|The Funeral of Anna LoPizzo, Lawrence, Massachusetts, 1912.|
Note: The continuing series of my memoirs of the Democratic Convention in 1968 will return tomorrow. Today is Labor Day so I'm sharing my part of a Labor Day service at the Unitarian Universalist Congregation now in McHenry, Illinois.
It was cold on January 29, 1912. Thousands of mill workers, mostly women and foreign born representing dozens of ethnicities and languages, had been on strike in Lawrence, Massachusetts since January 11. Despite hardships and language barriers the strike had held firm despite heavy police oppression and the mobilization of state militia units—the National Guard. Leaders of the militant Industrial Workers of the World, including Big Bill Haywood, Carlo Tresca, Joseph Ettor, Arturo Giavannitti and 18 year old Elizabeth Gurley Flynn had arrived to help organize the strike.
The strike, one of the most important labor struggles in American history, is remembered today as the Bread and Roses Strike for picket signs carried by the women.
That morning Ettor led the largest mass march yet through the center of Lawrence’s business district. Militia, with fixed bayoneted, had disbursed the march. That afternoon while Ettor spoke to a mass meeting the regular pickets at the mill gates were attacked by police, who opened fire with pistols. Twenty three year old Anna LoPizzo was shot and killed. Her funeral two days later was the largest event yet of the strike.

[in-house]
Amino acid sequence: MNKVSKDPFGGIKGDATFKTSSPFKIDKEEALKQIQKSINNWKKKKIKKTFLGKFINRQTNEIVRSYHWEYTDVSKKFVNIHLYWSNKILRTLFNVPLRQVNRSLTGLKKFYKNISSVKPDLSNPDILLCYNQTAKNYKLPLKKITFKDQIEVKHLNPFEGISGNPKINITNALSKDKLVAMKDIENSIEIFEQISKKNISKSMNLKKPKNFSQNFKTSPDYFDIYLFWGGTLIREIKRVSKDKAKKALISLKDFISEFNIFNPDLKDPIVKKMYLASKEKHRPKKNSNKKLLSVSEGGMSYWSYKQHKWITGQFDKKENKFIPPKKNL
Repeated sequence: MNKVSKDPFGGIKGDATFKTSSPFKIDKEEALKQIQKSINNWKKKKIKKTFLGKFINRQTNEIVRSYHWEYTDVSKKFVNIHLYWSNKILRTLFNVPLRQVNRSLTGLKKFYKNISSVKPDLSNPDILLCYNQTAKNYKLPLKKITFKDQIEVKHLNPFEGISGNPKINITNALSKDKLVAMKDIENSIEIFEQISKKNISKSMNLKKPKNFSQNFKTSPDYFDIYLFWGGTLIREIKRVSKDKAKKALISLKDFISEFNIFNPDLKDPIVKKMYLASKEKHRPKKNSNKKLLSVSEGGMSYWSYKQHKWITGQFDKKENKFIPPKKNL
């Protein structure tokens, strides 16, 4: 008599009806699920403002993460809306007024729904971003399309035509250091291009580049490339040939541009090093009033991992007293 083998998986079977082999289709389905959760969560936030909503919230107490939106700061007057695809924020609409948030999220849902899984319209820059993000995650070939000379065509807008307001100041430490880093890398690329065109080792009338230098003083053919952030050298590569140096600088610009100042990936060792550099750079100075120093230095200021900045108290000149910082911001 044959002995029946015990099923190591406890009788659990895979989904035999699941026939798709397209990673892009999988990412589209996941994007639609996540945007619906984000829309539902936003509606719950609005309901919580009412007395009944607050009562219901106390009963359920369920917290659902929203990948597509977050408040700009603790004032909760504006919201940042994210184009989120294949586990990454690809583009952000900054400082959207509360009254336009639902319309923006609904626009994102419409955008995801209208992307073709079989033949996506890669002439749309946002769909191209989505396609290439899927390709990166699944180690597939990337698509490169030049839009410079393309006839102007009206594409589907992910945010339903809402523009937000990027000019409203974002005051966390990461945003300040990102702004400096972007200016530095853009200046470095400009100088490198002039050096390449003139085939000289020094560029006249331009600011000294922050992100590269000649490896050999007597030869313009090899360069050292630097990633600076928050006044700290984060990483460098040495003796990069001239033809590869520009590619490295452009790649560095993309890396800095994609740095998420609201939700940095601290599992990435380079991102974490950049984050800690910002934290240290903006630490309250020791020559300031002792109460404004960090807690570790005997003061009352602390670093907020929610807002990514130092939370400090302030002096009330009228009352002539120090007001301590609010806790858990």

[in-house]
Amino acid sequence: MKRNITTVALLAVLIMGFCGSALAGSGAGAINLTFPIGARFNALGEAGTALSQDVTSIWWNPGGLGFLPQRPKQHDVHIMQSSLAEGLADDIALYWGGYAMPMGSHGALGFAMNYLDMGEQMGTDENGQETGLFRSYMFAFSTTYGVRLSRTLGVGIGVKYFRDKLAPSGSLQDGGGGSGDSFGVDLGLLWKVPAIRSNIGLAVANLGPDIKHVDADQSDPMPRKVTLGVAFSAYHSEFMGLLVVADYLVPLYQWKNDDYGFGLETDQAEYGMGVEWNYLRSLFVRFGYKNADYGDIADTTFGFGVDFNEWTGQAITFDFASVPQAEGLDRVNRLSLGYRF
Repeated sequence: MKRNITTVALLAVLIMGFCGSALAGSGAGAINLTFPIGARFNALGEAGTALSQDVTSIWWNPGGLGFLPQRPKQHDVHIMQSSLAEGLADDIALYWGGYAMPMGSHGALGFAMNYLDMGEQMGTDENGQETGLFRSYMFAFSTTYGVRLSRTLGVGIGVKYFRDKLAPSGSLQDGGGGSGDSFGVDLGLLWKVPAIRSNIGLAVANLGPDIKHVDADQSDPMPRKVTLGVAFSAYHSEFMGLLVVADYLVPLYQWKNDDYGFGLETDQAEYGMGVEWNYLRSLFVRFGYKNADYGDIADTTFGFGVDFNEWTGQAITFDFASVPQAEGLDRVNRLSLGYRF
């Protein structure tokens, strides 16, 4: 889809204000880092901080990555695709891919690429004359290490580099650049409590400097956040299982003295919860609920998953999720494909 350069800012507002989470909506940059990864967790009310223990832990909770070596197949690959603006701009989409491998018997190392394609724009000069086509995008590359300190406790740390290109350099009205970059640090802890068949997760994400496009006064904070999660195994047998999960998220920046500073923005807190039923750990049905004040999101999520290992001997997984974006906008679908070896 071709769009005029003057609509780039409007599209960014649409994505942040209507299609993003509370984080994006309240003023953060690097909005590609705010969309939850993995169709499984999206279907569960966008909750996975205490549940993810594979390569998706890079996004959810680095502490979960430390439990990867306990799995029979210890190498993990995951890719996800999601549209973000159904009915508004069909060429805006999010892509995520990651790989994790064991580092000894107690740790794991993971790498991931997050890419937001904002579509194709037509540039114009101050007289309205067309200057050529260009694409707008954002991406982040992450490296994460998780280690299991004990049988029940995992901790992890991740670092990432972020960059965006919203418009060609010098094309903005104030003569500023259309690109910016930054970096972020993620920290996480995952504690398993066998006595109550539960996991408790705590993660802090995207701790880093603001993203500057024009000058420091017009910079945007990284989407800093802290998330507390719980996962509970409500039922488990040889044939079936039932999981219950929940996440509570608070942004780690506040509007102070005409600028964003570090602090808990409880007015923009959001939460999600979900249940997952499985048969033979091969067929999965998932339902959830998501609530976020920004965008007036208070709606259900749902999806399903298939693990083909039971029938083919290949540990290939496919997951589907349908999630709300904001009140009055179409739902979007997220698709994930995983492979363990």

The policeman who fired the shot that killed her at short range was not punished. Despite this Ettor and Giovannitti were arrested and charged in LoPizzo’s murder. They were held without bail.
Marshall Law was declared and all public meetings and marches officially banned. The governor called out 22 more Militia companies. Two days later a 15 year old Syrian boy was bayoneted to death.
This weekend, we look back on this as Unitarian Universalists not only as a reminder of decades of labor struggle, but to assess who we are and how our illustrious religious forbearers responded to manifest injustice.
If you think they flocked to the support of oppressed workers, you would be dead wrong. On the contrary, the elite of American Unitarianism were united in its determination to do everything possible to crush the strike. Not surprising in that among their numbers were most of the great families which had made their fortune in the New England textile industry, including the Lawrences and the Lowells and many of the leading ministers of Boston environs had married into or come from those families. Almost to a man—and there were no women—they thundered condemnation from the pulpit, often using the most extreme language and advocating even more violence to suppress what they saw as a revolutionary uprising of unwashed foreigners, most of them despised Papists, Jews, and even Mohamadans.